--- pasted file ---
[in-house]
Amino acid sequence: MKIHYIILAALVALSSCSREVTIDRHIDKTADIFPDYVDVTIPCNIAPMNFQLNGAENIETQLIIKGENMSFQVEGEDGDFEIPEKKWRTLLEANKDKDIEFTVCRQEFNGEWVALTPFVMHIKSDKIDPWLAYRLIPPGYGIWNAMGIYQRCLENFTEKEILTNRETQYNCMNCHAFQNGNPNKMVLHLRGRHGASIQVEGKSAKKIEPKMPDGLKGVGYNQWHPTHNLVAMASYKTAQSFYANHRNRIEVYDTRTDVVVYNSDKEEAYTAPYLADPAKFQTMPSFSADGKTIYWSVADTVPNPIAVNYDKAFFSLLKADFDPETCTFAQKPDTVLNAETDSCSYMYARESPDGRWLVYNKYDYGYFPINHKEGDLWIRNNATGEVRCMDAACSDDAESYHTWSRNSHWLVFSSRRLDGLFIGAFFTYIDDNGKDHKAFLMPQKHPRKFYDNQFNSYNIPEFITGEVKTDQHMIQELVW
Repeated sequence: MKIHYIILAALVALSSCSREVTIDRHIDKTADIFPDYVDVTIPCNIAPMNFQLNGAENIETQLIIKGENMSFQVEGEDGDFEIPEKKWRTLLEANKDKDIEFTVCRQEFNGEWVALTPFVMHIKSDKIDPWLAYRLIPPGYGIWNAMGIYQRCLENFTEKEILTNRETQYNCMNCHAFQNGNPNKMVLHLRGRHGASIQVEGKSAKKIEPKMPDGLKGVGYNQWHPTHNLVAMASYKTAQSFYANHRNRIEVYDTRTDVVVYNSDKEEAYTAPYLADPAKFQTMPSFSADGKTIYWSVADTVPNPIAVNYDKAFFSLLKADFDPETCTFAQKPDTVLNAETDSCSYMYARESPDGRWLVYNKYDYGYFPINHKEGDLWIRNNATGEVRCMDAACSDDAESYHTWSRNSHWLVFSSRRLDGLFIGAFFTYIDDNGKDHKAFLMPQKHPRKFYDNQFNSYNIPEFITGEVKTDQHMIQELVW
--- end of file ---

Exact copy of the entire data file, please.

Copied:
[in-house]
Amino acid sequence: MKIHYIILAALVALSSCSREVTIDRHIDKTADIFPDYVDVTIPCNIAPMNFQLNGAENIETQLIIKGENMSFQVEGEDGDFEIPEKKWRTLLEANKDKDIEFTVCRQEFNGEWVALTPFVMHIKSDKIDPWLAYRLIPPGYGIWNAMGIYQRCLENFTEKEILTNRETQYNCMNCHAFQNGNPNKMVLHLRGRHGASIQVEGKSAKKIEPKMPDGLKGVGYNQWHPTHNLVAMASYKTAQSFYANHRNRIEVYDTRTDVVVYNSDKEEAYTAPYLADPAKFQTMPSFSADGKTIYWSVADTVPNPIAVNYDKAFFSLLKADFDPETCTFAQKPDTVLNAETDSCSYMYARESPDGRWLVYNKYDYGYFPINHKEGDLWIRNNATGEVRCMDAACSDDAESYHTWSRNSHWLVFSSRRLDGLFIGAFFTYIDDNGKDHKAFLMPQKHPRKFYDNQFNSYNIPEFITGEVKTDQHMIQELVW
Repeated sequence: MKIHYIILAALVALSSCSREVTIDRHIDKTADIFPDYVDVTIPCNIAPMNFQLNGAENIETQLIIKGENMSFQVEGEDGDFEIPEKKWRTLLEANKDKDIEFTVCRQEFNGEWVALTPFVMHIKSDKIDPWLAYRLIPPGYGIWNAMGIYQRCLENFTEKEILTNRETQYNCMNCHAFQNGNPNKMVLHLRGRHGASIQVEGKSAKKIEPKMPDGLKGVGYNQWHPTHNLVAMASYKTAQSFYANHRNRIEVYDTRTDVVVYNSDKEEAYTAPYLADPAKFQTMPSFSADGKTIYWSVADTVPNPIAVNYDKAFFSLLKADFDPETCTFAQKPDTVLNAETDSCSYMYARESPDGRWLVYNKYDYGYFPINHKEGDLWIRNNATGEVRCMDAACSDDAESYHTWSRNSHWLVFSSRRLDGLFIGAFFTYIDDNGKDHKAFLMPQKHPRKFYDNQFNSYNIPEFITGEVKTDQHMIQELVW